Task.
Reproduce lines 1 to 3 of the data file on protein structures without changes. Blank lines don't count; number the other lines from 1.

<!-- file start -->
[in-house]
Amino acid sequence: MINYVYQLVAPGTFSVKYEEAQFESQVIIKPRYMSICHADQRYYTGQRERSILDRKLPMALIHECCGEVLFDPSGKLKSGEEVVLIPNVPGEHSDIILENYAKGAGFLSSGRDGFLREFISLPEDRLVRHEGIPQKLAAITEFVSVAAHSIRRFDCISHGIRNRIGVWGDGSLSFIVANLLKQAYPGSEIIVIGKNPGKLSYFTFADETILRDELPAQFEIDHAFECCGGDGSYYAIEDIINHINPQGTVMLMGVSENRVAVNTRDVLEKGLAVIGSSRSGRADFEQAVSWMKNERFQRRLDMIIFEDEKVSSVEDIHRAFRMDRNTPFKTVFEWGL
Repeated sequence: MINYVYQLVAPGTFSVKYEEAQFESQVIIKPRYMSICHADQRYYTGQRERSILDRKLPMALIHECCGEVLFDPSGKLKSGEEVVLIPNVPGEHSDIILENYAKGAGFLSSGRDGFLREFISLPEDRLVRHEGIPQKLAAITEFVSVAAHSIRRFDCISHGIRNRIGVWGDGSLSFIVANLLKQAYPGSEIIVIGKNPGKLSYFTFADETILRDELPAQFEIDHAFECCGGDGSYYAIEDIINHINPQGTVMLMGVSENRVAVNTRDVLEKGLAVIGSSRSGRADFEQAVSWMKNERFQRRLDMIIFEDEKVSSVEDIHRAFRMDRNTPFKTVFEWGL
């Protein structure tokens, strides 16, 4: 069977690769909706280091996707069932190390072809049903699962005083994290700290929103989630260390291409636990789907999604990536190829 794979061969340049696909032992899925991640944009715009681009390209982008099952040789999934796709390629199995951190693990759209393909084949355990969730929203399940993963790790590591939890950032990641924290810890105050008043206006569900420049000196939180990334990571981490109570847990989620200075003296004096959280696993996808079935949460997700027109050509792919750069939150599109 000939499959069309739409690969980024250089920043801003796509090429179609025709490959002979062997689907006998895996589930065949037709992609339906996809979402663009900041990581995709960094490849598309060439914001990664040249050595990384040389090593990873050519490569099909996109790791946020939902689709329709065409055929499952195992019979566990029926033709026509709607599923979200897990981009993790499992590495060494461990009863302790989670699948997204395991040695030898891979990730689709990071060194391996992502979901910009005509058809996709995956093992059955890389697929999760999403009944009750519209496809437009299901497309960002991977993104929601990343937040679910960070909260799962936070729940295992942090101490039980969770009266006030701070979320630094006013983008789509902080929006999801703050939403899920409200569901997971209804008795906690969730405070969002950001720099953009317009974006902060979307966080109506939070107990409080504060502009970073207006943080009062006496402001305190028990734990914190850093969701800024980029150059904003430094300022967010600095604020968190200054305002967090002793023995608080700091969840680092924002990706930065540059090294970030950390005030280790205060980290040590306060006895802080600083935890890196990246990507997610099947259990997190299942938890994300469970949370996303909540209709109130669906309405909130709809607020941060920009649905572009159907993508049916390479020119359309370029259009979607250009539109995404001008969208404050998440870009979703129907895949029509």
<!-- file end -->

[in-house]
Amino acid sequence: MINYVYQLVAPGTFSVKYEEAQFESQVIIKPRYMSICHADQRYYTGQRERSILDRKLPMALIHECCGEVLFDPSGKLKSGEEVVLIPNVPGEHSDIILENYAKGAGFLSSGRDGFLREFISLPEDRLVRHEGIPQKLAAITEFVSVAAHSIRRFDCISHGIRNRIGVWGDGSLSFIVANLLKQAYPGSEIIVIGKNPGKLSYFTFADETILRDELPAQFEIDHAFECCGGDGSYYAIEDIINHINPQGTVMLMGVSENRVAVNTRDVLEKGLAVIGSSRSGRADFEQAVSWMKNERFQRRLDMIIFEDEKVSSVEDIHRAFRMDRNTPFKTVFEWGL
Repeated sequence: MINYVYQLVAPGTFSVKYEEAQFESQVIIKPRYMSICHADQRYYTGQRERSILDRKLPMALIHECCGEVLFDPSGKLKSGEEVVLIPNVPGEHSDIILENYAKGAGFLSSGRDGFLREFISLPEDRLVRHEGIPQKLAAITEFVSVAAHSIRRFDCISHGIRNRIGVWGDGSLSFIVANLLKQAYPGSEIIVIGKNPGKLSYFTFADETILRDELPAQFEIDHAFECCGGDGSYYAIEDIINHINPQGTVMLMGVSENRVAVNTRDVLEKGLAVIGSSRSGRADFEQAVSWMKNERFQRRLDMIIFEDEKVSSVEDIHRAFRMDRNTPFKTVFEWGL